Students place second in real estate development competition
Alberto Albanelli, Michael Birach and Jordan Woodcock had only 72 hours to come up with a real estate developmental plan.
The three students are a part of Central Michigan University’s Real Estate Development and Finance program within the finance and law departments in the College of Business Administration. Started in 2006 by Patrick Corcoran, associate professor and program director, the undergraduate program is the only one of its kind in the state of Michigan.
The plan they developed in three day's time won second place and a $1,000 prize.
In early October, CMU real estate students were invited to participate in a competition sponsored by the Urban Land Institute (ULI) and the University of Michigan. The competition had teams assess Harmony Park, a neighborhood in downtown Detroit, and submit a plan for development of the area.
Students received the case on Nov. 4 and had to send in their two-page paper and PowerPoint presentation by Monday. The teams presented their solution to a panel of judges at the ULI conference Nov. 9 in Detroit.
The three spent Friday brainstorming and Woodcock said they spend Saturday in Detroit. Sunday and Monday were spent researching and writing at the library before they turned in their submission Monday night.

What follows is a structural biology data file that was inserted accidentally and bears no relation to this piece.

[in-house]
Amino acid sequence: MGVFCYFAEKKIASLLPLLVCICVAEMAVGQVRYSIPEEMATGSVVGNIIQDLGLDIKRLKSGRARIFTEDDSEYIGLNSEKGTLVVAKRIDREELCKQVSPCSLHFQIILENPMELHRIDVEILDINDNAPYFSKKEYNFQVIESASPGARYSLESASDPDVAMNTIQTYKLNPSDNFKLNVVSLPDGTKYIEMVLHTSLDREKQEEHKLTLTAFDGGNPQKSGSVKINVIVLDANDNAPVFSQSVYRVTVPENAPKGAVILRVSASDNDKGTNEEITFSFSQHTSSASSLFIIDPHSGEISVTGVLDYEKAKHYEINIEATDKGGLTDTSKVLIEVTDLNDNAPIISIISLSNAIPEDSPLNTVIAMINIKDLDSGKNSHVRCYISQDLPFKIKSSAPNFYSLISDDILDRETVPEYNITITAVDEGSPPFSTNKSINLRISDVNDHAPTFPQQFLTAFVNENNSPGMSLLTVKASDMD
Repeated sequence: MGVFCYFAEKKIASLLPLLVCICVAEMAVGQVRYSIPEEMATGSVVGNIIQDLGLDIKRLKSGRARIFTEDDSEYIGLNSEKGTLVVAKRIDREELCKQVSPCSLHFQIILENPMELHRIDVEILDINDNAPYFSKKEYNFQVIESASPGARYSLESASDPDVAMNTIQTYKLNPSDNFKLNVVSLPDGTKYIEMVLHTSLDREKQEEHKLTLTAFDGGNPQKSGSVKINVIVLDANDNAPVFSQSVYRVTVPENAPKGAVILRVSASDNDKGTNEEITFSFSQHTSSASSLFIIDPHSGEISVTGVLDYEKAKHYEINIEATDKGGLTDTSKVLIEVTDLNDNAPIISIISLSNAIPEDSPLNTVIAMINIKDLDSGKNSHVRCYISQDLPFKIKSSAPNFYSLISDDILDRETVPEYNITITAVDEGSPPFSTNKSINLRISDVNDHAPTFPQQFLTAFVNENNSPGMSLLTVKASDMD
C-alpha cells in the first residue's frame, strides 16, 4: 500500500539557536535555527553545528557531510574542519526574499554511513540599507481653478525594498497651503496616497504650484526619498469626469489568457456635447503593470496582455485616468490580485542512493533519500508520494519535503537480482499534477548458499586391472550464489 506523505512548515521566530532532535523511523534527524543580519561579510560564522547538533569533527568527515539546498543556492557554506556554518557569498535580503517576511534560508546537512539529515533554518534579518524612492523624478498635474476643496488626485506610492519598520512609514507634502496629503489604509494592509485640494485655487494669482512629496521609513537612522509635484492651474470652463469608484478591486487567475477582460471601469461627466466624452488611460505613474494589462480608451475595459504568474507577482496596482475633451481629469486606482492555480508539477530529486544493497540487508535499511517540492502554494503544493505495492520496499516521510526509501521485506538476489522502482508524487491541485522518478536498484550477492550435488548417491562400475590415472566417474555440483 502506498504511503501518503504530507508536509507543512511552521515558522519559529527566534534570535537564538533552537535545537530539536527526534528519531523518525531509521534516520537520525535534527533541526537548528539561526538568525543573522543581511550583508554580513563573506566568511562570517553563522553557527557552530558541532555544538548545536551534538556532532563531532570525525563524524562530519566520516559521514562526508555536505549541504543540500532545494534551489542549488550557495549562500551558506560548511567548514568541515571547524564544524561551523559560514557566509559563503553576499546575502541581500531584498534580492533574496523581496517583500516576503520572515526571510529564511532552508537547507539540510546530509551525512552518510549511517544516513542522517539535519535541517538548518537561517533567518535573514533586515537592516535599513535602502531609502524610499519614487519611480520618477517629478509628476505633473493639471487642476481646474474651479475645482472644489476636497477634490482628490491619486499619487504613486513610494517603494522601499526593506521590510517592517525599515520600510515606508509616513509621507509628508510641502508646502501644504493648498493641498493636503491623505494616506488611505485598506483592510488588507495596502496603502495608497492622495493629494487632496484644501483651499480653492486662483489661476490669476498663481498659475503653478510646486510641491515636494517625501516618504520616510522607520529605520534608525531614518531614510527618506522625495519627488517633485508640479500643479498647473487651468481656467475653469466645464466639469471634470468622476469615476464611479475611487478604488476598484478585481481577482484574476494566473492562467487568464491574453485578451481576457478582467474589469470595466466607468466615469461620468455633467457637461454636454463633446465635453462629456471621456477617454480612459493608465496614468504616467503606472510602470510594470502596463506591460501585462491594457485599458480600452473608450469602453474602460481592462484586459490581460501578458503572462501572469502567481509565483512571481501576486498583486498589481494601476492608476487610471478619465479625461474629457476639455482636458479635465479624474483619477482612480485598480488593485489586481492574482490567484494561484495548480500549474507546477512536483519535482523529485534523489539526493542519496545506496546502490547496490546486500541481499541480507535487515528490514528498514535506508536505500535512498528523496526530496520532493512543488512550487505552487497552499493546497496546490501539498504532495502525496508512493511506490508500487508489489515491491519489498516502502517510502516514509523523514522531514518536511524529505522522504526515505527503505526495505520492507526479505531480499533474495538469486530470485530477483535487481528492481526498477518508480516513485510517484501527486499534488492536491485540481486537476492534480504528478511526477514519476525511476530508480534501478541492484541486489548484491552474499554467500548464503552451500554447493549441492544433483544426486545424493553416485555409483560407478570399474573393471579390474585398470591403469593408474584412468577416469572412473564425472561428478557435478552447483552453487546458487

“We worked really well together as a team. We just went from study room to study room talking it out,” said Albanelli, a Novi senior. “We probably spent close to 24, 28 hours in the library that weekend.”
Corcoran said he knew managing time would be an issue.
“It’s a big investment of time, especially for students,” he said. “And it takes some courage to jump into something where you’re not sure who the competitors are going to be.”
Their competition consisted of five teams from the U-M. A majority of the other students were from Michigan’s graduate real estate program. U-M's program is architecturally-oriented, while CMU's is focused on finance.
Lake Orion senior Birach said they weren’t concerned about the other teams, only about their own approach and the judges.
The students’ idea was to turn three parking lots in the area into mixed-use residential and commercial buildings.
“We believed we did fairly well and we were a little bit disappointed that we just got second,” Birach said. “But we were still very excited. Plus after all the years of school, it’s exciting to finally put it toward something productive.”
Overall, Albanelli, Birach and Woodcock agreed they had an amazing experience and it was exciting to be able to represent CMU so well.
Birach said CMU's accomplishments in competitions such as ULI's and successful efforts of professors like Corcoran in placing students in internships across the country show the growth of the real estate development and finance program.
“Previously, a lot of people may have shrugged off CMU’s real estate development program," Birach said. "But in the past couple years, we’ve been consistently proving how great the program is through competitions like this and turning out good graduates"